Vision FAQ

Frequently Asked Questions
What is an Optometrist?

An optometrist is a professional with a Doctor of Optometry (O.D.) degree. Most optometrist complete a 4-year undergraduate program or a minimum of 3 years of post-graduate education before enrolling in an O.D. program. Once enrolled, and O.D. program takes 4 more years of education. An optometrist provides the primary eye care for people. This means examining, diagnosing, and treating eye conditions.

What are typical complications with vision?

Some common conditions include:

  • Myopia
  • Hyperopia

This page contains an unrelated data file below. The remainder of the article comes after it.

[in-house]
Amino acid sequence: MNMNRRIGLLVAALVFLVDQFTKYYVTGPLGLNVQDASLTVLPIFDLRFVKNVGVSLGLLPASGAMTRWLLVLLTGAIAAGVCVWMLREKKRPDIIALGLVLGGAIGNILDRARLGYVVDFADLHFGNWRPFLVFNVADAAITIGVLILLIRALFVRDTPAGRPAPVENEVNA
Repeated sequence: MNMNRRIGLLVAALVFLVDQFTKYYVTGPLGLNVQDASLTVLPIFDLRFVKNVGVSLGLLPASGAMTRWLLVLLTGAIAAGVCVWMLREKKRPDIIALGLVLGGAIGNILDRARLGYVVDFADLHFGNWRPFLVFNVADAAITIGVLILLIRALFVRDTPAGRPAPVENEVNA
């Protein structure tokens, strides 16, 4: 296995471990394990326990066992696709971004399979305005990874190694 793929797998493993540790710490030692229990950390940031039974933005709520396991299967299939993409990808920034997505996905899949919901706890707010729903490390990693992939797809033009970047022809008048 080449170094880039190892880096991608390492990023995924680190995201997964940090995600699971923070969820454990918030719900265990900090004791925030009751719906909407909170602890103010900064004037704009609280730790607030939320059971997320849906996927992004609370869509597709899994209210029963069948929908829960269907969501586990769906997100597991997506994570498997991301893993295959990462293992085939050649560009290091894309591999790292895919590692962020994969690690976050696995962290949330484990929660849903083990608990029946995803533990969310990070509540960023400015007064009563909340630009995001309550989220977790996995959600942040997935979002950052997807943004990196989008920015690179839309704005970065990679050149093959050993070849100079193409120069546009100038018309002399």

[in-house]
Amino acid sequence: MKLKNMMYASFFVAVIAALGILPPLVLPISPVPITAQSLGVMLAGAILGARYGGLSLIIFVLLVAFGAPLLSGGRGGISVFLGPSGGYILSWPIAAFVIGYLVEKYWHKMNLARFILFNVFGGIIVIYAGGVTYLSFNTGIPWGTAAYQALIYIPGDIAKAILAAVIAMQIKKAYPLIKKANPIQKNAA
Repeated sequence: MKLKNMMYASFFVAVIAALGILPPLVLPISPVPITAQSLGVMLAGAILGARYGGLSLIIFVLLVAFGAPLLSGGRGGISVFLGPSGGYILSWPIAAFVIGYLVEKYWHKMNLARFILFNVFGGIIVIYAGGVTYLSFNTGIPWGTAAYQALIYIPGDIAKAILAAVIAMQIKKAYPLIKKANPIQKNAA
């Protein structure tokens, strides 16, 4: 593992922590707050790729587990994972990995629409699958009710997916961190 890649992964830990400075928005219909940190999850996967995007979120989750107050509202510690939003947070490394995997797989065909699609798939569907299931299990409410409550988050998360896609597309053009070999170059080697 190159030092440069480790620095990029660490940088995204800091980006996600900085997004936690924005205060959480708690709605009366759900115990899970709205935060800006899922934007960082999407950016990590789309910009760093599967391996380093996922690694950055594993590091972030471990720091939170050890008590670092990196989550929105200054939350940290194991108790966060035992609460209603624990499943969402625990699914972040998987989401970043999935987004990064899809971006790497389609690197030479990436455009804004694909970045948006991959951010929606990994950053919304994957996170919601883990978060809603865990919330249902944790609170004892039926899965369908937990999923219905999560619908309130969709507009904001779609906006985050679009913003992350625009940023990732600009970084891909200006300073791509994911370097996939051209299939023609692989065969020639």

• Cataeract
  • Glaucoma
  • Macular Degeneration
What is the difference between an optometrist and an opthalmologist?

An optometrist provides routine eye care including yearly examinations, prescribing corrective lenses, or refilling medications for eye conditions. An ophthalmologist is a medical doctor (M.D) who also provides surgical eye treats such as cataracts, glaucoma, macular degenerations, and laser eye surgery.

Why should I have my eyes tested?

Many eye conditions can be asymptomatic, or not showing any symptoms. Annual eye exams allow an optometrist to diagnose eye conditions such as glacouma or macular degeneration. If you have  diabetes, high blood pressure, or high cholestoral, these common conditions can also effect vision which an optometrist will be able to diagnose and treat.

What insurance do you accept?

We accept Medicare, Medicaid, PETI programs, and UHC Spectera to cover the cost of eye exams and glasses

Contact us today and a team member will help get you answers